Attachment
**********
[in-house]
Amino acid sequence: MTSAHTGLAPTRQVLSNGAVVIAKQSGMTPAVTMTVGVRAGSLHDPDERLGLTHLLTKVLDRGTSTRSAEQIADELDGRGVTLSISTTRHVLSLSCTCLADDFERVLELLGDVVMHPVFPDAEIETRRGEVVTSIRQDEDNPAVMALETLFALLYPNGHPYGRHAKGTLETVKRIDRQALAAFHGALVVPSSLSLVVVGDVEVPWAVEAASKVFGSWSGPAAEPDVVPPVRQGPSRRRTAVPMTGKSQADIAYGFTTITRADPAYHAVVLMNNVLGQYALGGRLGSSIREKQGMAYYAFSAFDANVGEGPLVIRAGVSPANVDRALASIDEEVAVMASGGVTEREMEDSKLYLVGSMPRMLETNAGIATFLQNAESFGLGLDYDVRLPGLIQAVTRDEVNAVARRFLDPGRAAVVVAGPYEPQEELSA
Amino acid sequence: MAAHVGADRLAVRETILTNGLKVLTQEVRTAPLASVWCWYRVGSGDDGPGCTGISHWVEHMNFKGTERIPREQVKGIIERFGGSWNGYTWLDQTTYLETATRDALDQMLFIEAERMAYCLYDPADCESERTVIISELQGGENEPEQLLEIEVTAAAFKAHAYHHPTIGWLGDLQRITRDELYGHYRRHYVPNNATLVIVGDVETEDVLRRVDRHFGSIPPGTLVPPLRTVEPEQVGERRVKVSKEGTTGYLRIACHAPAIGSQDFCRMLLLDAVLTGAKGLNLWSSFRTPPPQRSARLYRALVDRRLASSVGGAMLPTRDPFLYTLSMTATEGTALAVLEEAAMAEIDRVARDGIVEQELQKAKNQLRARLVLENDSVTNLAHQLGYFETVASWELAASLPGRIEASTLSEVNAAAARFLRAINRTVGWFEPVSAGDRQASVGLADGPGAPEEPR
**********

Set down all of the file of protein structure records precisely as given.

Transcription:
[in-house]
Amino acid sequence: MTSAHTGLAPTRQVLSNGAVVIAKQSGMTPAVTMTVGVRAGSLHDPDERLGLTHLLTKVLDRGTSTRSAEQIADELDGRGVTLSISTTRHVLSLSCTCLADDFERVLELLGDVVMHPVFPDAEIETRRGEVVTSIRQDEDNPAVMALETLFALLYPNGHPYGRHAKGTLETVKRIDRQALAAFHGALVVPSSLSLVVVGDVEVPWAVEAASKVFGSWSGPAAEPDVVPPVRQGPSRRRTAVPMTGKSQADIAYGFTTITRADPAYHAVVLMNNVLGQYALGGRLGSSIREKQGMAYYAFSAFDANVGEGPLVIRAGVSPANVDRALASIDEEVAVMASGGVTEREMEDSKLYLVGSMPRMLETNAGIATFLQNAESFGLGLDYDVRLPGLIQAVTRDEVNAVARRFLDPGRAAVVVAGPYEPQEELSA
Amino acid sequence: MAAHVGADRLAVRETILTNGLKVLTQEVRTAPLASVWCWYRVGSGDDGPGCTGISHWVEHMNFKGTERIPREQVKGIIERFGGSWNGYTWLDQTTYLETATRDALDQMLFIEAERMAYCLYDPADCESERTVIISELQGGENEPEQLLEIEVTAAAFKAHAYHHPTIGWLGDLQRITRDELYGHYRRHYVPNNATLVIVGDVETEDVLRRVDRHFGSIPPGTLVPPLRTVEPEQVGERRVKVSKEGTTGYLRIACHAPAIGSQDFCRMLLLDAVLTGAKGLNLWSSFRTPPPQRSARLYRALVDRRLASSVGGAMLPTRDPFLYTLSMTATEGTALAVLEEAAMAEIDRVARDGIVEQELQKAKNQLRARLVLENDSVTNLAHQLGYFETVASWELAASLPGRIEASTLSEVNAAAARFLRAINRTVGWFEPVSAGDRQASVGLADGPGAPEEPR